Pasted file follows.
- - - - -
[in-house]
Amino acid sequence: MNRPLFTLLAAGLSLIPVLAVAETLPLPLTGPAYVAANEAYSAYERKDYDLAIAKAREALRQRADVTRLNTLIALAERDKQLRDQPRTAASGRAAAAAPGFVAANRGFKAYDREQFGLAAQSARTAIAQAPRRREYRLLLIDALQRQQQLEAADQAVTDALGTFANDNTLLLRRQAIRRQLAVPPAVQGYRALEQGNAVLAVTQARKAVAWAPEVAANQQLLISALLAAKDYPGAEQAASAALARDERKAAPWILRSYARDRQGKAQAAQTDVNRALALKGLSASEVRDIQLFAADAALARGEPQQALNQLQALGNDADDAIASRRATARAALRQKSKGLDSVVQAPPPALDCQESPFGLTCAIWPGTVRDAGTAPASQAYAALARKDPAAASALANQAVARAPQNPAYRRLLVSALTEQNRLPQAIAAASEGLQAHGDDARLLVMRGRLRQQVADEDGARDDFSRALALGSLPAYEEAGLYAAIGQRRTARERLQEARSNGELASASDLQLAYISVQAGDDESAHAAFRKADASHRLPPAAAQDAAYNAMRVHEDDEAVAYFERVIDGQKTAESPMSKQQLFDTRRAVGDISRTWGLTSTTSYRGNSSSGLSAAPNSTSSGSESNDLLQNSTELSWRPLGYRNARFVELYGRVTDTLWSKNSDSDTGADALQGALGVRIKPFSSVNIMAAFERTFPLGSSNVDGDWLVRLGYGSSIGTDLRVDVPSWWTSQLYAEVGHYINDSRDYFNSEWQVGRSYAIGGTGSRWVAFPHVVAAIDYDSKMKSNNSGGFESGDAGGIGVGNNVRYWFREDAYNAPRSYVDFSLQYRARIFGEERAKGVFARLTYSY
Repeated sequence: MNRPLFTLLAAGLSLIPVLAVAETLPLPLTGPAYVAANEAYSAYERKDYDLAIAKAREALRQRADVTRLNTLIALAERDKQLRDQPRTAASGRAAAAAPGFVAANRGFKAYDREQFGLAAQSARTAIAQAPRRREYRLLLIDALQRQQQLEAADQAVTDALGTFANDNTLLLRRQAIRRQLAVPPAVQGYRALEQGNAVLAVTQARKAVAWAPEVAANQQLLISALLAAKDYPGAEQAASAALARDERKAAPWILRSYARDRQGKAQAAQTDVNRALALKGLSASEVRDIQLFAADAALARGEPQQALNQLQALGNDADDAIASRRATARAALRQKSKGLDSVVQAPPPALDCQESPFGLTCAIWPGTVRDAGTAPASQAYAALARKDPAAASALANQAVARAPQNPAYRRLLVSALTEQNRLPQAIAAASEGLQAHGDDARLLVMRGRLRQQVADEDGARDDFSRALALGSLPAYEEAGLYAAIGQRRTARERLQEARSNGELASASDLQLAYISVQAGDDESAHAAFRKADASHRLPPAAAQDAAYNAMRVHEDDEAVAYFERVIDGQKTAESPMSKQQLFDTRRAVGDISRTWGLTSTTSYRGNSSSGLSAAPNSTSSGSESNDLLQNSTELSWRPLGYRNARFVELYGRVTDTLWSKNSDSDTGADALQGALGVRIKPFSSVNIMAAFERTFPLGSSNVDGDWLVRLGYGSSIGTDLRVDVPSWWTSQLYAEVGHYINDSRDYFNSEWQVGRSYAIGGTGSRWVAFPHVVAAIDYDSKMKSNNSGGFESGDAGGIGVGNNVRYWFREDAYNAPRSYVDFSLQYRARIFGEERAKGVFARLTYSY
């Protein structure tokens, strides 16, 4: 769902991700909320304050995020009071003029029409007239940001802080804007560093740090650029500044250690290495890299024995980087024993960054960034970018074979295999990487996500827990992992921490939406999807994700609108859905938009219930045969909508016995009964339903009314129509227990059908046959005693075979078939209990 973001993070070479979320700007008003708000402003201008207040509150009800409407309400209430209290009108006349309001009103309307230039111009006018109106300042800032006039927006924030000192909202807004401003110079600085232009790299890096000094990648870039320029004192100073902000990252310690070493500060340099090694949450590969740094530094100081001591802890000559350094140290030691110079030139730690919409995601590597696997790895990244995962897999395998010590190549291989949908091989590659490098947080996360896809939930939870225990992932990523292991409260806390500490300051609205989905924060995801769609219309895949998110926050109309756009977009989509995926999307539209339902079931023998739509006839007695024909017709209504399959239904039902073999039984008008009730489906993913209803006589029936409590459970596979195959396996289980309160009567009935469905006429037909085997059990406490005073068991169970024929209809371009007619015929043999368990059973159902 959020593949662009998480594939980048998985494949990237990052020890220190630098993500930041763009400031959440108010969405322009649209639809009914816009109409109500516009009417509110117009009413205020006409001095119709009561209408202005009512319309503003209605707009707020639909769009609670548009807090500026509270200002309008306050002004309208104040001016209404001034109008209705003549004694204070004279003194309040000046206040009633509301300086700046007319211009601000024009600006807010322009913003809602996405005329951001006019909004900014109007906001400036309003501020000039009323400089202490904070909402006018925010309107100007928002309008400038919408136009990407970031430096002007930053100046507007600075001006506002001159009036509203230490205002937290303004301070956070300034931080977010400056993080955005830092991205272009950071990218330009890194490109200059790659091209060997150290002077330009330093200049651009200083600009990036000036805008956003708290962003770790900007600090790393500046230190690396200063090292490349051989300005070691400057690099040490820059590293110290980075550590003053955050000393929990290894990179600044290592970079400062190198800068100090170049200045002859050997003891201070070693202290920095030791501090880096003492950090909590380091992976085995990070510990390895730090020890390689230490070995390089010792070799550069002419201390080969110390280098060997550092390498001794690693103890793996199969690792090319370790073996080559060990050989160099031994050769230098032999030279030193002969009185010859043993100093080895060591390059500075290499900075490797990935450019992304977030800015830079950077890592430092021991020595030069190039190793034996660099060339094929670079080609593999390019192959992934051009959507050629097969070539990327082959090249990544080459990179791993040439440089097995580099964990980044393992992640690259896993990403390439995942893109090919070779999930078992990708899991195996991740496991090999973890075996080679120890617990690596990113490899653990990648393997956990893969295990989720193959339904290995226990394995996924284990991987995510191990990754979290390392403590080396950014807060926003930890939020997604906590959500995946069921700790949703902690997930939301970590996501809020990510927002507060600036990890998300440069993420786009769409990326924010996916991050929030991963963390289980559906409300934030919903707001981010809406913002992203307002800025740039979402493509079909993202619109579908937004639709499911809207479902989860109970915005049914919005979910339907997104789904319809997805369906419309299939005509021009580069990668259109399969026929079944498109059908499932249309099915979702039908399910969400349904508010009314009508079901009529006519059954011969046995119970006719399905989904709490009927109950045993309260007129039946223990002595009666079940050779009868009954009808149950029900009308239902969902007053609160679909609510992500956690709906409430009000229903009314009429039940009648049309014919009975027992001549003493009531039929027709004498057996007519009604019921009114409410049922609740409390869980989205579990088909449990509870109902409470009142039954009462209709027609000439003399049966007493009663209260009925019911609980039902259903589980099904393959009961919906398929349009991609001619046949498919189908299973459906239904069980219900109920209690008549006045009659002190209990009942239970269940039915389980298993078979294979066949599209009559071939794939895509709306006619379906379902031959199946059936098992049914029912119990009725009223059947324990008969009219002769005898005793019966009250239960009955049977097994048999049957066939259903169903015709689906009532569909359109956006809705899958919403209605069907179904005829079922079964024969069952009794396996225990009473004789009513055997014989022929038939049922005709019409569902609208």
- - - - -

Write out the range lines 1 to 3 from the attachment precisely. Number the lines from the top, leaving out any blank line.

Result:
[in-house]
Amino acid sequence: MNRPLFTLLAAGLSLIPVLAVAETLPLPLTGPAYVAANEAYSAYERKDYDLAIAKAREALRQRADVTRLNTLIALAERDKQLRDQPRTAASGRAAAAAPGFVAANRGFKAYDREQFGLAAQSARTAIAQAPRRREYRLLLIDALQRQQQLEAADQAVTDALGTFANDNTLLLRRQAIRRQLAVPPAVQGYRALEQGNAVLAVTQARKAVAWAPEVAANQQLLISALLAAKDYPGAEQAASAALARDERKAAPWILRSYARDRQGKAQAAQTDVNRALALKGLSASEVRDIQLFAADAALARGEPQQALNQLQALGNDADDAIASRRATARAALRQKSKGLDSVVQAPPPALDCQESPFGLTCAIWPGTVRDAGTAPASQAYAALARKDPAAASALANQAVARAPQNPAYRRLLVSALTEQNRLPQAIAAASEGLQAHGDDARLLVMRGRLRQQVADEDGARDDFSRALALGSLPAYEEAGLYAAIGQRRTARERLQEARSNGELASASDLQLAYISVQAGDDESAHAAFRKADASHRLPPAAAQDAAYNAMRVHEDDEAVAYFERVIDGQKTAESPMSKQQLFDTRRAVGDISRTWGLTSTTSYRGNSSSGLSAAPNSTSSGSESNDLLQNSTELSWRPLGYRNARFVELYGRVTDTLWSKNSDSDTGADALQGALGVRIKPFSSVNIMAAFERTFPLGSSNVDGDWLVRLGYGSSIGTDLRVDVPSWWTSQLYAEVGHYINDSRDYFNSEWQVGRSYAIGGTGSRWVAFPHVVAAIDYDSKMKSNNSGGFESGDAGGIGVGNNVRYWFREDAYNAPRSYVDFSLQYRARIFGEERAKGVFARLTYSY
Repeated sequence: MNRPLFTLLAAGLSLIPVLAVAETLPLPLTGPAYVAANEAYSAYERKDYDLAIAKAREALRQRADVTRLNTLIALAERDKQLRDQPRTAASGRAAAAAPGFVAANRGFKAYDREQFGLAAQSARTAIAQAPRRREYRLLLIDALQRQQQLEAADQAVTDALGTFANDNTLLLRRQAIRRQLAVPPAVQGYRALEQGNAVLAVTQARKAVAWAPEVAANQQLLISALLAAKDYPGAEQAASAALARDERKAAPWILRSYARDRQGKAQAAQTDVNRALALKGLSASEVRDIQLFAADAALARGEPQQALNQLQALGNDADDAIASRRATARAALRQKSKGLDSVVQAPPPALDCQESPFGLTCAIWPGTVRDAGTAPASQAYAALARKDPAAASALANQAVARAPQNPAYRRLLVSALTEQNRLPQAIAAASEGLQAHGDDARLLVMRGRLRQQVADEDGARDDFSRALALGSLPAYEEAGLYAAIGQRRTARERLQEARSNGELASASDLQLAYISVQAGDDESAHAAFRKADASHRLPPAAAQDAAYNAMRVHEDDEAVAYFERVIDGQKTAESPMSKQQLFDTRRAVGDISRTWGLTSTTSYRGNSSSGLSAAPNSTSSGSESNDLLQNSTELSWRPLGYRNARFVELYGRVTDTLWSKNSDSDTGADALQGALGVRIKPFSSVNIMAAFERTFPLGSSNVDGDWLVRLGYGSSIGTDLRVDVPSWWTSQLYAEVGHYINDSRDYFNSEWQVGRSYAIGGTGSRWVAFPHVVAAIDYDSKMKSNNSGGFESGDAGGIGVGNNVRYWFREDAYNAPRSYVDFSLQYRARIFGEERAKGVFARLTYSY